Interview x Preview with Joshua Paterker on 'We're Not As Colorful As We Think We Are'Juxtapoz // Friday, 10 Sep 2010
Shooting Gallery: This is your first gallery show that has works on paper. Has your artistic process altered with the change of this medium? Also, why did you decide to use paper instead of canvas?
Joshua Petker: The show is broken into two parts. One half is works on canvas, the other half are works on paper. My paintings have gotten more conceptual and not as loose as they used to be. Doing the works on paper allowed me to paint liberally and just for fun. That’s not to say I’m not serious about the works on paper because I am, but they are definitely different than my paintings. I like how fragile working on paper is. The way paper holds paint exposes all the human calculation and error involved in painting in a way that canvas can hide. I like that about working on paper.
Do you feel your art defies common female stereotypes of women in media? If so, how?
No, I don’t think my art does defies stereotypes at all. The figures in my work are usually re-appropriated directly from fashion photography, and the purpose of fashion photography is to sell items that help people express themselves. This is usually done with romantic, absurd, and hardly ever realized scenes of fantasy. That interests me. People are drawn to romance in their lives even though it is totally irreconcilable with the needs of nature. I take my imagery directly from the media, not as a commentary on media, but on our universal drive to be different, to be special, and to celebrate our omnipresent uniqueness together. All is pretty to me; I just don’t always paint that way.
How do you use color to transform your artwork?
At its core, I believe my work draws more on intuition and emotion than enlightened rationalism, harkening back to ideas that follow the dictations of pop and romantic inspiration rather than the established codes of contemporary art. Yet, at the same time, I believe the undercurrent and overall aesthetic of my work is contemporary, particularly in its color choices and philosophical inquiry. I find using extreme colors to be really beautiful and really aggressive and it heightens the absurdity and the glamour in my work. People use color as one way to define their taste and individuality and that interests me. It helps people express outwardly who they feel they are on the inside. I use color in my work in the same way but to a much more exaggerated extent than most people do in their fashion.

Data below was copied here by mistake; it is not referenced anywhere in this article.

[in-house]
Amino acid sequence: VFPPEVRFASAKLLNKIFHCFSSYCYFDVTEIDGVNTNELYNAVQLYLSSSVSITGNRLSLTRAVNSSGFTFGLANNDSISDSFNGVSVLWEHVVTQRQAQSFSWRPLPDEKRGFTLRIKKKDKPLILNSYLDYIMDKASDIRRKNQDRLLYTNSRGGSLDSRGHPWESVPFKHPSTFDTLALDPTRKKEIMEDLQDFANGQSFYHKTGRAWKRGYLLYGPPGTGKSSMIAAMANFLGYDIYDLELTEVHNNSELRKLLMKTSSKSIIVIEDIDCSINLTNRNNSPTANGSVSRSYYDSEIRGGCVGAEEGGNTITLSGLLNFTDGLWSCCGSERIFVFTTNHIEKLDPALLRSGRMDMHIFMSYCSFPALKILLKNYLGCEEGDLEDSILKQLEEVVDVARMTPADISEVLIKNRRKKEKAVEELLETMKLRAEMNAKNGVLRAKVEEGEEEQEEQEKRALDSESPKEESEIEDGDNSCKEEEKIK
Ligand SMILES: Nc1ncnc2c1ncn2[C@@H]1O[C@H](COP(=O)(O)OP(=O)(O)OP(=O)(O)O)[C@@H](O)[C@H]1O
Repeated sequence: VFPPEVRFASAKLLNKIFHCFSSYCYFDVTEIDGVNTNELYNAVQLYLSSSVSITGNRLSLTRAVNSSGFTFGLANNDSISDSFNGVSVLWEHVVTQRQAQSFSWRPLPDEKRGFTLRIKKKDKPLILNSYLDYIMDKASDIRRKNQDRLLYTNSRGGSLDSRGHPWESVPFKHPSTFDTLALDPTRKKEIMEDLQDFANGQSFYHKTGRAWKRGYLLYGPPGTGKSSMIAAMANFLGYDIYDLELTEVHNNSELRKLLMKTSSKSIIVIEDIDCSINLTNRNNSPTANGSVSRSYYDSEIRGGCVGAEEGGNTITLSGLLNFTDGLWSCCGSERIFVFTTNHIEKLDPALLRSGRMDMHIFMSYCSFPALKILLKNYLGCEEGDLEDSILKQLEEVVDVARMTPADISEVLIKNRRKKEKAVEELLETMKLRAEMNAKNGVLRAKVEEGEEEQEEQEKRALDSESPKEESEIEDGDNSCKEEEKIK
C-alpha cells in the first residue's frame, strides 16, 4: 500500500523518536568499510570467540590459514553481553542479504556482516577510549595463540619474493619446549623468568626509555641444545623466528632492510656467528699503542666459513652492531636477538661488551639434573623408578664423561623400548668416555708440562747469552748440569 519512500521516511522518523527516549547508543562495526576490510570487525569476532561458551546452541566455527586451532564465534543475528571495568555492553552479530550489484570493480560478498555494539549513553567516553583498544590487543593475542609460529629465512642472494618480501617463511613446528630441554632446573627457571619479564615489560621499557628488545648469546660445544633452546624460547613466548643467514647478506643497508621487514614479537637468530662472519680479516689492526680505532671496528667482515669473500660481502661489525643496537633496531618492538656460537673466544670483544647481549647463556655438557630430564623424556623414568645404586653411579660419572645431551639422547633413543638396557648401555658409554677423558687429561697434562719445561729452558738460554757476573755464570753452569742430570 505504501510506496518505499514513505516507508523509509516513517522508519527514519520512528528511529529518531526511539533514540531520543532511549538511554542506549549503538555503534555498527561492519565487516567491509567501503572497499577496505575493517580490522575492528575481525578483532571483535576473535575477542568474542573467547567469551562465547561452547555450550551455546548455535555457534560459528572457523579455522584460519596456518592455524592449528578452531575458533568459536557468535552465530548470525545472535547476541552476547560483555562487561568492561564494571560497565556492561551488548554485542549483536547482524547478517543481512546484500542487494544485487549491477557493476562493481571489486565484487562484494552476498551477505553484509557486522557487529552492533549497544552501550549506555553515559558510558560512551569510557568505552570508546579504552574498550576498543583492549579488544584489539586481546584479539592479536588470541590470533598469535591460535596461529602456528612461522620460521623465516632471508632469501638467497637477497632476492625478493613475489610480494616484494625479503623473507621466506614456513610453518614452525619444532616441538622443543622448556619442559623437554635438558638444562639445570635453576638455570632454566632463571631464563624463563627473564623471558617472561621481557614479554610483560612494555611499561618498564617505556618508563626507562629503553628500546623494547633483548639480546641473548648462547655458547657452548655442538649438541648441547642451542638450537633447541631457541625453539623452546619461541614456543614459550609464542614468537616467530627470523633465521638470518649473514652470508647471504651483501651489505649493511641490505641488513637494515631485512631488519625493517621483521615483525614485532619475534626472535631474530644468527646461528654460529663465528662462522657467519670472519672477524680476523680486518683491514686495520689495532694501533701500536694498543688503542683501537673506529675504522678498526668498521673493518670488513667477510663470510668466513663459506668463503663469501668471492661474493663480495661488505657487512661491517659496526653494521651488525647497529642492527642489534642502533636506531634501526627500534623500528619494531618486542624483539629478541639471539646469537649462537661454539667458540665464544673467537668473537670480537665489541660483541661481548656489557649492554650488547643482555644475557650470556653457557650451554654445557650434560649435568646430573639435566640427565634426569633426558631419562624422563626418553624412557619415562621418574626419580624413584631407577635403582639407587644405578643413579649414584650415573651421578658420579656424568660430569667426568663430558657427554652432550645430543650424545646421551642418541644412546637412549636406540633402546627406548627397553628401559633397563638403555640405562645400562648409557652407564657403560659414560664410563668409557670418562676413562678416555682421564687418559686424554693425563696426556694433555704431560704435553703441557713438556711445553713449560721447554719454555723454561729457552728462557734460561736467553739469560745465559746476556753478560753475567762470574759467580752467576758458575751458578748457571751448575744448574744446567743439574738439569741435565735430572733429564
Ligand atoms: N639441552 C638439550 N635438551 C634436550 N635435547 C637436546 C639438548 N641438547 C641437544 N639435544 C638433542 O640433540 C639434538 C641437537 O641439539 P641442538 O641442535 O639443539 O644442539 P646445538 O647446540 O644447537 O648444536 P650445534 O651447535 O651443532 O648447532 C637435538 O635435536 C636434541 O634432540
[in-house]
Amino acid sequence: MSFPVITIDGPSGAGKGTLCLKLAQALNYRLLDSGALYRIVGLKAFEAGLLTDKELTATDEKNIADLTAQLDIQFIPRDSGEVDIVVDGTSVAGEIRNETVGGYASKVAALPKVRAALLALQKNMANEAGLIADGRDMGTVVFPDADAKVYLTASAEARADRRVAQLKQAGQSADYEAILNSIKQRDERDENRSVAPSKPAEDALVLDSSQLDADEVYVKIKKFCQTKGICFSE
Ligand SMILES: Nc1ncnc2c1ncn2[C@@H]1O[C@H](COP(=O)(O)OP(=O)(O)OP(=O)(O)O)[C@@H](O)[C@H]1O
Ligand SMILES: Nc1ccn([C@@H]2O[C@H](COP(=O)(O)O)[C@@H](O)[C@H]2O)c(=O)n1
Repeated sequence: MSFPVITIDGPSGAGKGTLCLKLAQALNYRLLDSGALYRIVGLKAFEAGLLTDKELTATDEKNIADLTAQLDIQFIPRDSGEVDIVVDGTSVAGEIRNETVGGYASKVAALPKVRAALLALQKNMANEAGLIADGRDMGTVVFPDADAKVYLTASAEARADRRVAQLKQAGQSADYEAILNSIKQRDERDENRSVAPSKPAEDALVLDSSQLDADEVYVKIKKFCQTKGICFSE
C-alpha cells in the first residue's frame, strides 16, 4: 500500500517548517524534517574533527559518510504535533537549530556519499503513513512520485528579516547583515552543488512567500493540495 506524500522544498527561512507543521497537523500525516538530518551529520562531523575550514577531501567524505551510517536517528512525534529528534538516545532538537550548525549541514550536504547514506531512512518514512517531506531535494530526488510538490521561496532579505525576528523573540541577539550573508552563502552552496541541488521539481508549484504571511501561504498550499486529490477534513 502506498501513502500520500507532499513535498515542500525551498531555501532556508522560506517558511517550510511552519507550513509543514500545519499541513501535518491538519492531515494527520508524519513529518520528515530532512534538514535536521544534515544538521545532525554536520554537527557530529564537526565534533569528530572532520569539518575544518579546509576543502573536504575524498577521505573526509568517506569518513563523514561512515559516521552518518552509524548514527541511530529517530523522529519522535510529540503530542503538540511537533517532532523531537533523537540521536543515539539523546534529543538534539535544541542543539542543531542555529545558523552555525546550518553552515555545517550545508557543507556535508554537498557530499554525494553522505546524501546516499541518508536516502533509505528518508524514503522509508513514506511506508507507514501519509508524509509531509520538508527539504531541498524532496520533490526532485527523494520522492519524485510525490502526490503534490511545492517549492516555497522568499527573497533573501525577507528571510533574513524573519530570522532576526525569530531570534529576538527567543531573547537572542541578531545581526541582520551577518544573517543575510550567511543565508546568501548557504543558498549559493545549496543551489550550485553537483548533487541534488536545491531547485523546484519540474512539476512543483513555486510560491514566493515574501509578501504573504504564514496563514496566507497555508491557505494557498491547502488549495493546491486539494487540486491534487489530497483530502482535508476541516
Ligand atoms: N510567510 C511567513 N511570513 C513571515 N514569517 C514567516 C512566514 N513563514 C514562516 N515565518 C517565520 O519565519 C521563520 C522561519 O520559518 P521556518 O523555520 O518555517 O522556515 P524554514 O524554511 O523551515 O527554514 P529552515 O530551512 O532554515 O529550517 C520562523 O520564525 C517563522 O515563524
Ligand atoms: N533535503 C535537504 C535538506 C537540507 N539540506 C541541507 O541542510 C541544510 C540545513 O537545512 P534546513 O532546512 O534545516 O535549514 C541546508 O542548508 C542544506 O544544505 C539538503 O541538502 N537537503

What is your favorite color?
Black and white are my favorite colors.
Are you a frequent visitor of the Sunset Strip and do you party with the rest of the White Snake crew that parks it there?
That’s funny. No, no, not at all. I live close to the Sunset Strip and my same interest in romance makes me enjoy being up there, and thinking of all the cool music and people that used to make that area fertile for creativity. Now it is mostly cheesy bars for tourists and musicians that want that romantic LA experience of days past. I’ve been to a few artist showcases up there and usually leave after an hour to go back to where I feel more at home. It’s not my scene. But, it does spur my imagination and I am prideful of the strips’ former glory though I wasn’t alive or old enough to experience it. This past weekend Slash performed there with Fergie for the Sunset Strip Festival. I didn’t mind missing that.
Beer or liquor?
I like it all.
We're Not As Colorful As We Think We Are
Solo show by Joshua Petker
Opens this Saturday, September 11, 2010 at 7pm
Through October 3rd
839 Larkin Street
San Francisco, CA